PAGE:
It’s the season of giving.
When you hear about a billionaire “giving back” — like Nike founder Phil Knight’s $400 million gift to Stanford, or hedge funder John Paulsen’s $400 million donation to Harvard — do you feel a warm glow?
They could’ve kept their money and bought another house or private jet, you might think. But what if you heard that the tax write-offs billionaires claim for gifts like these force the rest of us to shell out more?
Suddenly that glow doesn’t feel so warm.
Compare that generosity to what you’ve probably seen in your own community. In every small town in America — at the local convenience store or diner — there’s “the jar,” a special collection for someone who needs an operation or has faced one of life’s misfortunes.
Everyone who can chips in. No one writes it off their taxes.
Keeping score that way would be as unseemly as asking for a tax break for coaching a neighborhood youth sports team, volunteering at a shelter, or making a casserole for someone coming home from the hospital.
The wealthy, on the other hand, use the tax deductions that come with mega-gifts to dramatically reduce, and sometimes eliminate, their tax obligations. They do it at the behest of “wealth defense advisers” — tax lawyers, accountants, and estate and trust planners — whose job is to maximize their clients’ wealth and minimize their taxes.
Those headline-making gifts you hear about may be motivated by a generous impulse, but they’re also another tool of tax avoidance — especially when it comes to donating appreciated stocks, artwork, and land, which help them avoid paying capital gains taxes.
The rest of us have a stake in these gifts. For every dollar donated to charity by a wealthy individual, everyone else effectively chips in 40 to 50 cents. When their tax bills go down, we pick up the slack to pay for public services such as infrastructure, research, and defense.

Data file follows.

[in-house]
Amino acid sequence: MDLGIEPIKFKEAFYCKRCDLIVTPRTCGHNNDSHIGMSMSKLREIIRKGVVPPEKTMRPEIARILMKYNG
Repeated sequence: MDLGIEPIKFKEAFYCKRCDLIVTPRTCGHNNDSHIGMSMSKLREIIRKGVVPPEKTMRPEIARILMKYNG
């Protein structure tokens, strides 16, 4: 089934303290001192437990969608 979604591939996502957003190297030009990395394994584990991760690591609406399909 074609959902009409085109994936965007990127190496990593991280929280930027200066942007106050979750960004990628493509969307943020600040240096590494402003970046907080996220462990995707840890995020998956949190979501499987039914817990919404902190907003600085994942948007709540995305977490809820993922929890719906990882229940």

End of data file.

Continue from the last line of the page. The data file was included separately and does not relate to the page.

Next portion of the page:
Unfortunately, this is the wave of the future. More and more, our country’s charitable giving is dominated and controlled by billionaire mega-donors, their foundations, and donor-advised funds, according to a report I coauthored for the Institute for Policy Studies.
Between 2003 and 2013, itemized contributions from people making $10 million or more increased by 104 percent. The number of private grant-making foundations, mostly established by wealthy individuals and their families, has doubled since 1993. Today there are over 80,000.
Meanwhile, charitable giving by low and middle-income donors has steadily declined, reflecting stagnant wages, declining homeownership, and growing economic insecurity by low- and middle-income families. From 2003 to 2013, itemized charitable deductions by donors making less than $100,000 declined by over a third.
This top-heavy philanthropy poses a danger to charities, too. It makes their funding less predictable and pressures them to focus on wooing a finite, relatively small number of mega-donors, rather than on doing the important work many of them do.
But the largest peril is for our democracy. Unchecked, private foundations can become blocks of concentrated, unaccountable power with considerable clout in shaping our laws and culture. They can become extensions of the power, privilege, and influence of a handful of rich families.
In this season of giving, we’ll hear plenty about billionaires “giving back” through donations to education, the arts, health, and medicine. But let’s not lose sight of the fact that you and I are subsidizing the charitable choices of the wealthy.
Maybe we’d all be better off if these billionaires just paid their fair share of taxes.
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